‘Why not us?’ say title-seeking Cubs
FOR a Chicago Cubs team seeking its first title since 1908, overcoming another few unlikely historic baseball feats is no big deal. Chicago edged Cleveland 3-2 on October 30 at their iconic Wrigley Field to pull to 3-2 in Major League Baseball’s best-of-seven championship series, forcing a sixth game in Cleveland tomorrow morning (Myanmar time). The Cubs have America’s longest sports title drought, with Cleveland not having taken the trophy since 1908 for baseball’s second-longest championship futility streak.
Only six of 46 teams in World Series history have recovered from a 3-1 deficit to win the title, and none since the 1985 Kansas City Royals. Ten teams have tried and failed to make the comeback since.
“Why not us?” asks Cubs third baseman Kris Bryant, whose solo home run launched a three-run fourth inning for the Cubs on their way to their first World Series win at Wrigley Field since 1945.
“That’s kind of our [motto]. I feel like we play our best with our backs against the wall. We went out and took care of business. Hopefully we can get out there and win game six because you never know what can happen in a game seven.”
The Cubs feature a World Seriesrecord six players under the age of 25. They scoff at the notion of the team being “cursed” and don’t shoulder the weight of past failures, even though the long-suffering and devoted fan base carries the team’s decades of subpar play as a badge of honour.
“We’re all about writing our own history,” Bryant said. “This team is a special one. There 17 times this year we lost a game and went on to win three in a row. So why can’t we do that now?”
Cubs shortstop Addison Russell sees it much the same way, taking on the challenge of lifting the Cubs above the naysayers and doom predictors whose mantra has been “Wait until next year”,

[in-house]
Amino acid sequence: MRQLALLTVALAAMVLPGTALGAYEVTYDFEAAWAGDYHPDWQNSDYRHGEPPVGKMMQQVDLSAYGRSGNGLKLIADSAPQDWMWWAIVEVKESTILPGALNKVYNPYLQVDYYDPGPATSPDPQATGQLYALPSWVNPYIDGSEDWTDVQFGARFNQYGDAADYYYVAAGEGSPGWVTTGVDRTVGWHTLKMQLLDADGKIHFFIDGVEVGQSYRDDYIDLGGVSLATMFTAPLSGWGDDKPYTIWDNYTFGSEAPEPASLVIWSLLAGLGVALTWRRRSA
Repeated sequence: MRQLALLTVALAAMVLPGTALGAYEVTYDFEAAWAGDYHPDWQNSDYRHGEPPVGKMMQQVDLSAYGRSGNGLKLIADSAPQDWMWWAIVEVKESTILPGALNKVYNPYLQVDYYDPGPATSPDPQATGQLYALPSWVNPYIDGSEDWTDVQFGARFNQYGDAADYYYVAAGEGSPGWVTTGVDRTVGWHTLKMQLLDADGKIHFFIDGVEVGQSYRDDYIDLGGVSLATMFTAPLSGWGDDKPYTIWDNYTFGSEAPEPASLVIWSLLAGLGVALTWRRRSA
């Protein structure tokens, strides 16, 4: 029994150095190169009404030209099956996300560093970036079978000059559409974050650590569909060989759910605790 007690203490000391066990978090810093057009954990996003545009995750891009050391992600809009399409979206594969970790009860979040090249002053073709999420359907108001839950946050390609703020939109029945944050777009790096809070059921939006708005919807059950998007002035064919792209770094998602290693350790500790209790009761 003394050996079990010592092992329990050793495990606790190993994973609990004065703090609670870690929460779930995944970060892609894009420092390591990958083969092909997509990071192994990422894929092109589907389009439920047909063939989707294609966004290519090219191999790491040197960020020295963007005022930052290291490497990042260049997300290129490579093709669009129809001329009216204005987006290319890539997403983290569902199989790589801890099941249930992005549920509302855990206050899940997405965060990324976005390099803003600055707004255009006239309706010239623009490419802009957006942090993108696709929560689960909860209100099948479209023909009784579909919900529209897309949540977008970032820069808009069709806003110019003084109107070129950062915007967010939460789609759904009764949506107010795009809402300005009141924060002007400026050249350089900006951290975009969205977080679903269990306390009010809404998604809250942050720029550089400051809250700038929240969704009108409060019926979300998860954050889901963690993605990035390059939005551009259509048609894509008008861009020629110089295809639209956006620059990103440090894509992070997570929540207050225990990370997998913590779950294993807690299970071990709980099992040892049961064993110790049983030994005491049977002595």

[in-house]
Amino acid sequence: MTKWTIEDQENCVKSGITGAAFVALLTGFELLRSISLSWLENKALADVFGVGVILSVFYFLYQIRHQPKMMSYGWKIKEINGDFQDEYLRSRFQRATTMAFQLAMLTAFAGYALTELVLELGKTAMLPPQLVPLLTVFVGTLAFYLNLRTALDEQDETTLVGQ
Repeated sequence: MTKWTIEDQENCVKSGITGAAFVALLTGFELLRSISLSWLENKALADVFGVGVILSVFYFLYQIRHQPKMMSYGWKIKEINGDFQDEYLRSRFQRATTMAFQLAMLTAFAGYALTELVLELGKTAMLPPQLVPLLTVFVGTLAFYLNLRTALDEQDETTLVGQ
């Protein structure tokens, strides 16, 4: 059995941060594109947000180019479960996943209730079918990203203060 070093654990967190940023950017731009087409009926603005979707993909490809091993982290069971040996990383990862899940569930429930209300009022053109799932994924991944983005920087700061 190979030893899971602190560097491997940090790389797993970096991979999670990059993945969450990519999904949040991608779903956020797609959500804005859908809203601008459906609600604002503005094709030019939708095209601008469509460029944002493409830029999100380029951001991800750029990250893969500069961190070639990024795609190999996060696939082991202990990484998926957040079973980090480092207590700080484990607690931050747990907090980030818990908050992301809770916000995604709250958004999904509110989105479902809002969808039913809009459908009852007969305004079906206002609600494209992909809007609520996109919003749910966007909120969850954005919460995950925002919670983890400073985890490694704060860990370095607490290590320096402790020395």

“We’re making history. Why stop?” Russell said. “This is entertaining to us. It’s fun and we live for this. We see a lot of challenges ahead of us. We embrace them. It’s what we have been talking about since spring training.”
Game five-winning pitcher Jon Lester said he would be ready if manager Joe Maddon calls him for some relief work in Game Six tomorrow or a possible Game Seven on November 3, despite tossing six innings to take the decision on October 30.
“Whatever we’ve got to do,” Lester said. “This time of year, there are no barriers. There’s no nothing. It’s all hands on deck.”
“I love our bullpen. I love what these guys have done. But if there is a match-up in there that Joe likes, I’ll be ready.”
Maddon is hopeful Cubs righthander Jake Arrieta, the 2015 Cy Young Award winner, will pitch well and the Cubs can clinch a winner-take-all Game Seven.
“I’ve never been looking forward to wanting to play the seventh game of a World Series in my life,” he said.
“I would like to believe we’re going to gain some momentum from this game going back there.” –
Jon Lester of the Chicago Cubs reacts after closing the fifth inning against the Cleveland Indians in game five of the 2016 World Series at Wrigley Field on October 30. Lester gave up four hits and two runs with five strikeouts in six innings to earn the win.